As you saw in his the Stinger Prawn Video last week (Click here to see video), Dimitri is a master. His Steelhead flies have been featured in Magazines and many top guides rely on him to fill their boxes. In this 2 day course learn the intricate skills needed to take your steelhead flies to the next level. With a large focus on the ideal silhouette for a steelhead pattern, this course is one you don’t want to miss. If you are getting into tying steelhead patterns or want to take your skills to the next level, sign up today. Call to sign up. 604-872-2204.
Winter Steelhead on the Fly Saturday March 12th and Sunday March 13th (in house Feb 29th)
Fishing for winter steelhead on the fly (single hand or spey) is arguably one of the most challenging and rewarding fisheries in BC. Let our steelhead gurus help you unlock the mysteries of these magical fish with their decades of steelhead guiding knowledge. This course consists of a 3hr evening seminar and 1 full day of guided fishing on the water. In the seminar we will go over rods, reels, lines, sink tips, flies and reading water and swung fly techniques. The fully guided day on the water we will be working on casting, reading water and swinging the fly. Call to sign up. 604-872-2204.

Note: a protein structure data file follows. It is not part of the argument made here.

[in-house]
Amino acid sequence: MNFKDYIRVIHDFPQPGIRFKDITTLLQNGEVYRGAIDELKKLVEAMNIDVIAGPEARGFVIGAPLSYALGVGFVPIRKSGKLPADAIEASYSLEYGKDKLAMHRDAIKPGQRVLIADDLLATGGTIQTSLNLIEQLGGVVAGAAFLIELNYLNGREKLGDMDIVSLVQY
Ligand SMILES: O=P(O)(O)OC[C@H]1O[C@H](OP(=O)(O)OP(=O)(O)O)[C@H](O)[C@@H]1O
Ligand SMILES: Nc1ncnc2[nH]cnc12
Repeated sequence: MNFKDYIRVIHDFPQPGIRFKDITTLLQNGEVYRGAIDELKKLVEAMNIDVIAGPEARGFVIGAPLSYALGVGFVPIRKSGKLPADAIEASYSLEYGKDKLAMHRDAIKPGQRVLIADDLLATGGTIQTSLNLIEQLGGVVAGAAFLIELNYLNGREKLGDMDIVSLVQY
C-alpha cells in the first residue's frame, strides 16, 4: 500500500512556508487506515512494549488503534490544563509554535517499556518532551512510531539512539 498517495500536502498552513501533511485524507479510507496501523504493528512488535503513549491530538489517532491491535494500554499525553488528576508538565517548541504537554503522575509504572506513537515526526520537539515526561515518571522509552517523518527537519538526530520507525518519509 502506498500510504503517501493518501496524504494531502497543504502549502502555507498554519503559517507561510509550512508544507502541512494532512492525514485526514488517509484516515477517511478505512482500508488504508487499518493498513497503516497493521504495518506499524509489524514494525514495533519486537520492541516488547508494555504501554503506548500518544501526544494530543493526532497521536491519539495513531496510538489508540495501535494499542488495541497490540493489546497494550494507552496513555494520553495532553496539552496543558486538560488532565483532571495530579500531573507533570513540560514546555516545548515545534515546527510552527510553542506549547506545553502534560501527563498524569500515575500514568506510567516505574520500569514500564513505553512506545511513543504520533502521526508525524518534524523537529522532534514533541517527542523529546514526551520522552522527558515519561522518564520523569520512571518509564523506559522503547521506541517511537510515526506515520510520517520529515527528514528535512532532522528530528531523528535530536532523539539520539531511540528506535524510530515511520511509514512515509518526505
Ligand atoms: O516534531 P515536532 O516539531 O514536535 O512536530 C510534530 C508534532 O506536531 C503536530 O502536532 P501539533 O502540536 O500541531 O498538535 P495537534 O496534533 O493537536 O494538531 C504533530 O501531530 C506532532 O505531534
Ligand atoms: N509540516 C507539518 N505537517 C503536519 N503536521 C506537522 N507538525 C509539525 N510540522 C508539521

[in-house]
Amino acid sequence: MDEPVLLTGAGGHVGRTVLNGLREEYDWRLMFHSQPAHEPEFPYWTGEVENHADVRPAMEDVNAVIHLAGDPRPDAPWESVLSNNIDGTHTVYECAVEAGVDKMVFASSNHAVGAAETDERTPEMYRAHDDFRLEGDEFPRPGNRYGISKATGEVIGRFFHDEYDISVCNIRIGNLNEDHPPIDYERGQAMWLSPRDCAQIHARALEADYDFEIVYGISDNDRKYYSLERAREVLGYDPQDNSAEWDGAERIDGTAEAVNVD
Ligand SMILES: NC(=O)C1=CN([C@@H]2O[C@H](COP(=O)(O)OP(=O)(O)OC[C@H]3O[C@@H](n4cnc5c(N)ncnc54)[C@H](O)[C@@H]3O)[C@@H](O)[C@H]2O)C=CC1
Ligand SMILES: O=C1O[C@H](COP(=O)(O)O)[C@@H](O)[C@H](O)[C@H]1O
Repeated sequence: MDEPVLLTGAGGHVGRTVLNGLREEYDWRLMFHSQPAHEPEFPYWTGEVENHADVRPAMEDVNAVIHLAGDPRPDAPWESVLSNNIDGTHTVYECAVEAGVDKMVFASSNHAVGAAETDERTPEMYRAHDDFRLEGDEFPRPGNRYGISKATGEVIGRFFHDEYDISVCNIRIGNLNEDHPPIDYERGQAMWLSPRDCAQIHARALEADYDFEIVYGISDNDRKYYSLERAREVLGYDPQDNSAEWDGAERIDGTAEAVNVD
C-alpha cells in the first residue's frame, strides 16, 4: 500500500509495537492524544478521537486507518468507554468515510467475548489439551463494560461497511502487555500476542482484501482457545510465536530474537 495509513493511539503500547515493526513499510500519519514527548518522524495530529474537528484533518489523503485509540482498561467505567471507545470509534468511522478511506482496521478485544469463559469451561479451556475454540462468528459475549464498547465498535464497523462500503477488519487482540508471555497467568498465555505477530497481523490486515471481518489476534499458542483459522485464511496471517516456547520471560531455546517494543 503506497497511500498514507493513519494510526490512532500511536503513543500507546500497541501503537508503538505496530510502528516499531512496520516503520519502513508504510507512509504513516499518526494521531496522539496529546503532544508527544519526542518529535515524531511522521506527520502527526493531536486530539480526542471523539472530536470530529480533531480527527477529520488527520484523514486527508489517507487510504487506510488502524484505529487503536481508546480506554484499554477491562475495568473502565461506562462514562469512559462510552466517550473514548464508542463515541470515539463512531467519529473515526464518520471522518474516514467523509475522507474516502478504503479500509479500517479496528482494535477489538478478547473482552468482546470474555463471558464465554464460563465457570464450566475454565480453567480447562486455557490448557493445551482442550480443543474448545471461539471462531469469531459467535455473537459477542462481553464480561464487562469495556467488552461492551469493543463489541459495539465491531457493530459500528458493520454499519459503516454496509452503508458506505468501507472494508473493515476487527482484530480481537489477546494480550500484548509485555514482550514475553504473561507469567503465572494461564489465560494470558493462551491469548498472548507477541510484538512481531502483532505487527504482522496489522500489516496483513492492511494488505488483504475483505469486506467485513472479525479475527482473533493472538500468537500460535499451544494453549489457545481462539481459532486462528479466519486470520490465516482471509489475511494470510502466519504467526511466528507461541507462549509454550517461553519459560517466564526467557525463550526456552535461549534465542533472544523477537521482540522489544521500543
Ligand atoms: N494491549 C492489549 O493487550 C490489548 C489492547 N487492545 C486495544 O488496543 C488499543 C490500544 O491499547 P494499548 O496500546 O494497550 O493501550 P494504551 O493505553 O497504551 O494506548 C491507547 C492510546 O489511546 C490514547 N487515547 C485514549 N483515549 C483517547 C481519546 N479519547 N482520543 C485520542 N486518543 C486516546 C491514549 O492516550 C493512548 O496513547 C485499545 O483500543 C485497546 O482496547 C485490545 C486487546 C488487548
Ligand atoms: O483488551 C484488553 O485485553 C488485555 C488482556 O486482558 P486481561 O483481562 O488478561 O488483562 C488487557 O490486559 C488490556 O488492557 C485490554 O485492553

On To The Report!
Vedder River Fishing Report
The Vedder fished well this past week. The nicer weather definitely brought more anglers out so there was quite a bit of pressure on the river. There looks to be a good dump of rain for the weekend. If it arrives expect the river to blow out. The river may not come into shape until late next week. Keep a close eye on the weather and water levels if you are planning on heading out this weekend. Once it starts to drop the fish will be rested as they haven’t seen anything for the past few days. Choose your baits dependant on clarity. Reduced water visibility calls for a Magnum Gooey Bobs and a 6” Pink Worms. Don’t get discouraged if you’ve been cursed with high water on your days off. We still have March and April which are great months for steelhead fishing.
Please make sure to handle all fish with care, release fish in the water and don’t drag them up on the rocks. Also NO GLOVES ON WILD FISH. For many years there was a debate but studies have been done that show that gloves are very bad for handling fish. It will remove the protective slime from them and cause infections. Try to avoid it.
Chehalis River Fishing Report
As always this river is a gamble. The amount of rain expected may blow it out but if the amount changes or doesn’t show up you may have a brief window of fishable conditions this weekend. This river doesn’t have a graph so keep that in mind if you are planning a trip out there.
Searun Cutthroat Fishing Report and Fishery Overview